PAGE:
Cornwall's STP, a view from West Cornwall HealthWatch, Nov 2016


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STPs stand for Sustainability and Transformation plans. They are aimed at saving money and overhauling services.

England has been divided into 44 areas or ‘footprints’ and each one asked to come up with a local STP.  Cornwall is number 38.

The government, through NHS England, has a five-year plan to realise £22 billion of efficiency savings by 2020 or, in simple terms, shave £22 billion off the health bill.

All 44 areas began reviewing their local services early this year. They, including Cornwall, have submitted proposals to NHS England, with a date of 23rd December for detailed outline plans to be agreed.

The Kings Fund has suggested that the evidence gathered shows that NHS chiefs are trying to keep secret the details, which include cuts and closures.They want to ‘manage’ the narrative around the process because of the sensitive nature of some of the changes, i.e. cuts, closures and centralisation of services.

To date, 12 of the 44 plans have been published, often by local councils releasing them against the wishes of NHS managers.



Despite the rhetoric around the importance of consultation and engagement with the people of Cornwall, it is almost impossible to find evidence of ‘true consultation taking place’.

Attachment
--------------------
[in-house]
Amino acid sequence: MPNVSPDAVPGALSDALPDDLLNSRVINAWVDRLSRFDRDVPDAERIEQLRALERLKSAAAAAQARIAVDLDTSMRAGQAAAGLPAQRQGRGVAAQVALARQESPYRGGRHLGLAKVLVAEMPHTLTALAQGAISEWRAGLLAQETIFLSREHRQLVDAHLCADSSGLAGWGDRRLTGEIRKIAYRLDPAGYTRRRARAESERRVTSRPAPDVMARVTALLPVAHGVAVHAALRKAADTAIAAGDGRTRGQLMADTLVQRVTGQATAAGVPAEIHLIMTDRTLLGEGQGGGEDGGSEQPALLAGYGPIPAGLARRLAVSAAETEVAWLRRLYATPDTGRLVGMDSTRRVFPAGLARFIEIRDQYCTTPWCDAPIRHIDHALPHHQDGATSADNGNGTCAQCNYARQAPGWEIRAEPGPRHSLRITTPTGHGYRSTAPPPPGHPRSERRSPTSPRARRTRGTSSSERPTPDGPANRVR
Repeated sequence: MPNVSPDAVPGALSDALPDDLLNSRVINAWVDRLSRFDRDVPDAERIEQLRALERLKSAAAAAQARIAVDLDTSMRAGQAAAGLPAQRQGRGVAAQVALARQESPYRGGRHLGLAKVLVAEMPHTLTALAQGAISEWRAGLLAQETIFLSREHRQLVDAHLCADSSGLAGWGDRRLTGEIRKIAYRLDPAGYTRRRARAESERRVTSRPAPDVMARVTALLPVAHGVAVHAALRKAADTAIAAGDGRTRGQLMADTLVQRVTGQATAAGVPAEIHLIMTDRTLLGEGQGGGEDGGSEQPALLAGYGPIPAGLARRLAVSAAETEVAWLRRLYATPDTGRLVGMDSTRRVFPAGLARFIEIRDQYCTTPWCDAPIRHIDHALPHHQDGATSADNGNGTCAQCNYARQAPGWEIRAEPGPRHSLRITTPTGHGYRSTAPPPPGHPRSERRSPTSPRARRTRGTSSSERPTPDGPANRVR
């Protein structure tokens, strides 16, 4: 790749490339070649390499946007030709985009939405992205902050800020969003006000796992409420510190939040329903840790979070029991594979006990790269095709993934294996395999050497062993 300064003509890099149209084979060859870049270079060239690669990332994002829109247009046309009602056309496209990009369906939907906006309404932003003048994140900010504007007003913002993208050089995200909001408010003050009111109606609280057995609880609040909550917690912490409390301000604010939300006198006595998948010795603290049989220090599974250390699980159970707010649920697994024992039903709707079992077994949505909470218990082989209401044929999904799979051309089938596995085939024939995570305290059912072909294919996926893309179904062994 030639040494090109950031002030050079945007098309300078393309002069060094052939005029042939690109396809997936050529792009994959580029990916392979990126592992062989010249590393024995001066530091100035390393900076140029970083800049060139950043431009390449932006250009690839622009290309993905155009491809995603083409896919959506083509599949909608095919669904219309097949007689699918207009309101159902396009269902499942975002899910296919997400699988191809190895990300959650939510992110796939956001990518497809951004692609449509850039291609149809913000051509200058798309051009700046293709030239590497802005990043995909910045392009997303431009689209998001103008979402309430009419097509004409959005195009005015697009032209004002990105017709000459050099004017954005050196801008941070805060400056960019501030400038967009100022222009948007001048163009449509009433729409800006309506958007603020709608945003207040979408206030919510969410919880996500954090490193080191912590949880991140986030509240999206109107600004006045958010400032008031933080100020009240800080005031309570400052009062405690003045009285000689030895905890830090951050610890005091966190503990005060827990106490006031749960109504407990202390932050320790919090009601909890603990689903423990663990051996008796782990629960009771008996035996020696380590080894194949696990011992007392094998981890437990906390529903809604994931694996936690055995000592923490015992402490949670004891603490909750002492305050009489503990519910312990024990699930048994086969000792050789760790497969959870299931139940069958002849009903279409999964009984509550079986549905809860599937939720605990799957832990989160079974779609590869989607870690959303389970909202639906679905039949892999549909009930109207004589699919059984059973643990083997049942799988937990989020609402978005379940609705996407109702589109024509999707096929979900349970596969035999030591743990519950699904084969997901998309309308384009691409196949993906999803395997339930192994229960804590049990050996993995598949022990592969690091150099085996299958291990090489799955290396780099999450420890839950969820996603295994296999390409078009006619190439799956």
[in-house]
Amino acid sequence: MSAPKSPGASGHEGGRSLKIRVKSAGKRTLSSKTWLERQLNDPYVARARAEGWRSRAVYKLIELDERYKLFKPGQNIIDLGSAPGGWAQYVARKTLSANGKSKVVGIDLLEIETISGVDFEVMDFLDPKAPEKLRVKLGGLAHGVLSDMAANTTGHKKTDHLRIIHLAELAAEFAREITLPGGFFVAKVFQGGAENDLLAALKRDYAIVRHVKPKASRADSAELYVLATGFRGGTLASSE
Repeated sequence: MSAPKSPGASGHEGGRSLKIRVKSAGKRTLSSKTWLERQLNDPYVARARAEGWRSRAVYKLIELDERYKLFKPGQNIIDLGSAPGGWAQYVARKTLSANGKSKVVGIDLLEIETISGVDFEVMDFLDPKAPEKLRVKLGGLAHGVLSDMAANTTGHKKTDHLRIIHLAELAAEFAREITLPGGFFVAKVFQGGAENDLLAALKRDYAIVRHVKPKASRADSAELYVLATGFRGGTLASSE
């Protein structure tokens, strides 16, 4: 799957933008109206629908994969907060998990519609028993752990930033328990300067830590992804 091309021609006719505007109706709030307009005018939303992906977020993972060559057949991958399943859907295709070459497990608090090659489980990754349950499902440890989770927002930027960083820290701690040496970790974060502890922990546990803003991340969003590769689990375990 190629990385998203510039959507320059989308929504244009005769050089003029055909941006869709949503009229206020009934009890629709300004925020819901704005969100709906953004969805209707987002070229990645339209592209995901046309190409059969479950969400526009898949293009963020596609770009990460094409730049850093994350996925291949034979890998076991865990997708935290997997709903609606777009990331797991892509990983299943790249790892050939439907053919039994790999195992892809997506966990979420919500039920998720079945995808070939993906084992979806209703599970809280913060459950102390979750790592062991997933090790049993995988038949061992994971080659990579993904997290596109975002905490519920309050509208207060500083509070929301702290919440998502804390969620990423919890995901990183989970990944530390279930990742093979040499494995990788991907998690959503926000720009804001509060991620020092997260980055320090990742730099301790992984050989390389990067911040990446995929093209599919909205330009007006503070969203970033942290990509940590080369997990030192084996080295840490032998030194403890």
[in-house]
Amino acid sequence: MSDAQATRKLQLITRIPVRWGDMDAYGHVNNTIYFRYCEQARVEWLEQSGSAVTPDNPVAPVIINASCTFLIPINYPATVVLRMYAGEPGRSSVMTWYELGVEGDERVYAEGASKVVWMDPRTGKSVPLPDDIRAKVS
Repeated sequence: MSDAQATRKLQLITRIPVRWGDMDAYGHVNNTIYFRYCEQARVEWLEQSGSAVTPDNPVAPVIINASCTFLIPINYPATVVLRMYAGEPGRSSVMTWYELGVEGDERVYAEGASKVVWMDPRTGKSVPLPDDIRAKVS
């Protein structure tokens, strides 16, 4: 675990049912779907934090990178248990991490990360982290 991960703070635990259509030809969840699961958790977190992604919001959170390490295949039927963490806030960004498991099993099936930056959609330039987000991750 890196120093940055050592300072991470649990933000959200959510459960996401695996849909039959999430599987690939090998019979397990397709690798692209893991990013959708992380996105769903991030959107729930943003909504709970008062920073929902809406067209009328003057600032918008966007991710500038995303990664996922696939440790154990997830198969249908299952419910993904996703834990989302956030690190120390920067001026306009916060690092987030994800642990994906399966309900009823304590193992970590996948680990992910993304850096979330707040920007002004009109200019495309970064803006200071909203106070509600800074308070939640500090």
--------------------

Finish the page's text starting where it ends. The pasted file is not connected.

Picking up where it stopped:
The documents shared with us so far are more like a PR exercise than a detailed costed plan of what Cornwall’s future services should look like. They repeat over and over again how outdated our services are and how the only answer is ‘WHOLESALE CHANGE’.

Dr Paul Hobday, leader of the National Health Action Party said recently, “The Sustainability and Transformation Plans are being driven through on the flimsiest of 'evidence' and a lot of PR. They are based on the idea that we will suddenly have a healthier population, people looked after at home instead of hospital and apps that will reduce the need for doctors. But closing services first then crossing your fingers that those substitute services will materialise without resources is a management consultant's fantasy not a realistic way to manage a public service.”


Consultation must be genuine.  True consultation means that we can influence decision making. Developing plans behind closed doors, then presenting them as near final proposals, does not count as meaningful involvement.  Any plans that have been drawn up must be immediately available to all Cornish residents. They should be written in plain English without large doses of PR and false or misleading use of statistics.  Lastly, they should be designed to be understood, not to switch people off.       

 West Cornwall HealthWatch